Tesla Model X SUV review
"With cutting-edge looks and the technology to back them up, the Model X is one of the most impressive and family-friendly electric cars you can buy"
- Seven-seat practicality
- Huge performance
- Zero emissions
- Pricey to buy
- Build quality issues
- Limited charging points
SUVs and off-roader style cars are selling in bigger numbers than ever before, so it’s hardly surprising that a company with the profile of Tesla should want to move into this fiercely competitive class – and with the Tesla Model X, that’s exactly what it’s done.
The Tesla Model X was the first electric SUV to go on sale in the UK. While it has few direct rivals due to its seven-seat layout and blistering performance, it helped pave the way for several other upmarket electric SUVs, including the Mercedes EQC, Jaguar I-Pace and Audi e-tron.
The Model X is sure to appeal to buyers who want the style and practicality of an SUV combined with an electric powertrain. One thing’s for sure: the Model X definitely draws its fair share of attention.
Despite being around for several years now, the shape of the Model X remains instantly recognisable, with its party-piece ‘Falcon Wing’ rear doors remaining an unusual, show-stopping feature. Expect small crowds to gather whenever they open, as onlookers wait to see whether children or aliens emerge from the futuristic-looking machine. They’re not just a gimmick, either – they allow easy access from the front or rear of the car, opening fully in less space than conventional doors.
Elsewhere, the Model X is just as sleek as its Model S sister, although it shares that car’s strangely blank-looking nose treatment that detracts a little from its visual appeal. Generally, though, the Model X has novelty and a high-tech look in its favour, but we reckon the Volvo XC90 is a more handsome SUV.
Offering definite appeal, though, is the technology under the metal. We’ll get to the vital factors of range and charging time later, because the statistics that grabbed all the headlines for the Tesla Model S related to its sheer power and performance, especially the blisteringly quick Performance version. The Model X Performance model uses the same dual-motor, four-wheel-drive power system and offers outrageous performance of 0-60mph in 2.6 seconds, thanks to the car’s ‘Ludicrous mode’. In April 2020, this performance was enhanced further still with the addition of ‘Cheetah Mode,’ which puts the car into an optimal suspension setting for blisteringly quick standing starts.
That’s much faster than a Range Rover Sport SVR, Porsche Cayenne Turbo or BMW X5 M can manage – in fact it's in the same league as the Ferrari 812 Superfast for acceleration – while carrying up to seven people, two more than any of its ultra-powerful rivals can accommodate.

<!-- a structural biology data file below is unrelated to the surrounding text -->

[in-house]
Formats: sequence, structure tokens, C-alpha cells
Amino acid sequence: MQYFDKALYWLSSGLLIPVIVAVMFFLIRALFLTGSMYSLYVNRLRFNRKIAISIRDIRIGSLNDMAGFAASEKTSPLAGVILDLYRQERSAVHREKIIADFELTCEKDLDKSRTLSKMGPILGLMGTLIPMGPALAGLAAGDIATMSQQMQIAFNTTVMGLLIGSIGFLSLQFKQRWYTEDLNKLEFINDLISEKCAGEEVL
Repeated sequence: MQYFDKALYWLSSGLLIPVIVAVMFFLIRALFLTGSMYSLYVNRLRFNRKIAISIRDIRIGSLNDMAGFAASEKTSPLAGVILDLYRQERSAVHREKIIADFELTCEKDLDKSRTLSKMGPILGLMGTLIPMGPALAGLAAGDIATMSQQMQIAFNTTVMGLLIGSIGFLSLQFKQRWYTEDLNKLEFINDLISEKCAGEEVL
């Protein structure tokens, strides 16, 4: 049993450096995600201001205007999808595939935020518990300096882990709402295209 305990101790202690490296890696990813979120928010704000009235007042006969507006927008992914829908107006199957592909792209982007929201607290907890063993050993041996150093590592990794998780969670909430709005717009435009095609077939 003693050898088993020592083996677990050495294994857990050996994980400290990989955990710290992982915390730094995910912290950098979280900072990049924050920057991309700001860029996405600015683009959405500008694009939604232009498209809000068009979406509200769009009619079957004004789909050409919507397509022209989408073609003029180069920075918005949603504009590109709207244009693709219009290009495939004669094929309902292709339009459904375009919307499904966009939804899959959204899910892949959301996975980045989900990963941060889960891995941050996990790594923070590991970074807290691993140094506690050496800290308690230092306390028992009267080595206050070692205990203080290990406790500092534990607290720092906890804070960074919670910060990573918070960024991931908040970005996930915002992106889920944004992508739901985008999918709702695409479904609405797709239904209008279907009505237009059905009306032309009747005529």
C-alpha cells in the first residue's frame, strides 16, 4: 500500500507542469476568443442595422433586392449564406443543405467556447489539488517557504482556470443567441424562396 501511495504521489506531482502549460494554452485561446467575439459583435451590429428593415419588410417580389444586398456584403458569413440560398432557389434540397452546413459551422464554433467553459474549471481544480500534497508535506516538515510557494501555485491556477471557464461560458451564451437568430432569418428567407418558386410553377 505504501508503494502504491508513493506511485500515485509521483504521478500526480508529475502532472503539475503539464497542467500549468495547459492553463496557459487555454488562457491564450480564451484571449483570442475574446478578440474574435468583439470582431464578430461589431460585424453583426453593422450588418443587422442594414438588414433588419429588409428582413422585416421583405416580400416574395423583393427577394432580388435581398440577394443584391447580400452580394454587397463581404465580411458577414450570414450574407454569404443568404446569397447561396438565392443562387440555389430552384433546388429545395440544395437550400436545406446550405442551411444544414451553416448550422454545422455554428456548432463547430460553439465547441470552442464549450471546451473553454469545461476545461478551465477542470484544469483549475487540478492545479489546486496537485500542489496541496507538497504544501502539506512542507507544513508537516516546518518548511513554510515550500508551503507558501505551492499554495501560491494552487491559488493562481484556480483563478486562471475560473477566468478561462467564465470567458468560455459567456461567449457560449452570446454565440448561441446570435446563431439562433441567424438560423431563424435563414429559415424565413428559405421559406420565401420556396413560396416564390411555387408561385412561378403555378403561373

When you’re not exercising its explosive get-up-and-go, the Model X, like its saloon counterpart, offers a maximum driving range between charges that eclipses what most rivals can reach. Both the Long Range Plus and Performance models use a 100kWh battery, offering claimed range figures of 348 and 340 miles respectively.
Tesla has already announced updates to the Model X lineup for next year, including a new Long Range model capable of an estimated range of 360 miles. Above this, a new triple-motor model called the ‘Plaid’ is also available to order; it can sprint from 0-60mph in 2.5 seconds while managing up to 340 miles of range. According to Tesla, both new models will arrive in the UK towards the end of 2022. It’s worth noting that the models they replace are now no longer available, so there’s effectively a lull in brand new examples of the Tesla Model X arriving in the UK until at least late 2022.
In keeping with its hi-tech power system, the Model X interior is dominated by an enormous portrait-orientated touchscreen that controls much of the plentiful standard equipment, while a TFT display presents vital information to the driver. Motorway strain is alleviated by Tesla’s ‘Autopilot’ semi-autonomous driving system.
Electric power rather suits a car designed around SUV lines, too – the compact nature of the Model X’s battery packs and electric motors mean every inch of interior space can be used, so it’s a very versatile family vehicle. Five adults can stretch out on the two main seating rows, while an additional third row offers plenty of room for two children.
This all adds up to a very compelling package, which it needs to when you look at the list price. Both versions of the Model X aren’t cheap and are now more expensive than ever for two reasons: they no longer qualify for the government’s plug-in car grant (PiGC) and the entry-level Standard Range model, which used to cost from £75,000, was discontinued in 2020. The Long Range Plus model previously started from around £83,000, while the Model X Performance with ‘Ludicrous Mode’ started at around £100,000. They have been replaced by the Long Range and Plaid models, which cost from over £90,000 and £110,000 respectively; a pair of considerable price tags that would see you behind the wheel of some very exotic conventional cars.
However, there’s no forgetting the low daily running costs, the impressive range on a full charge, the tax advantages for company-car users and the sheer sense of occasion found in driving this car. The Model X will be prohibitively expensive for many, but it may just be the most complete electric family transport solution yet devised.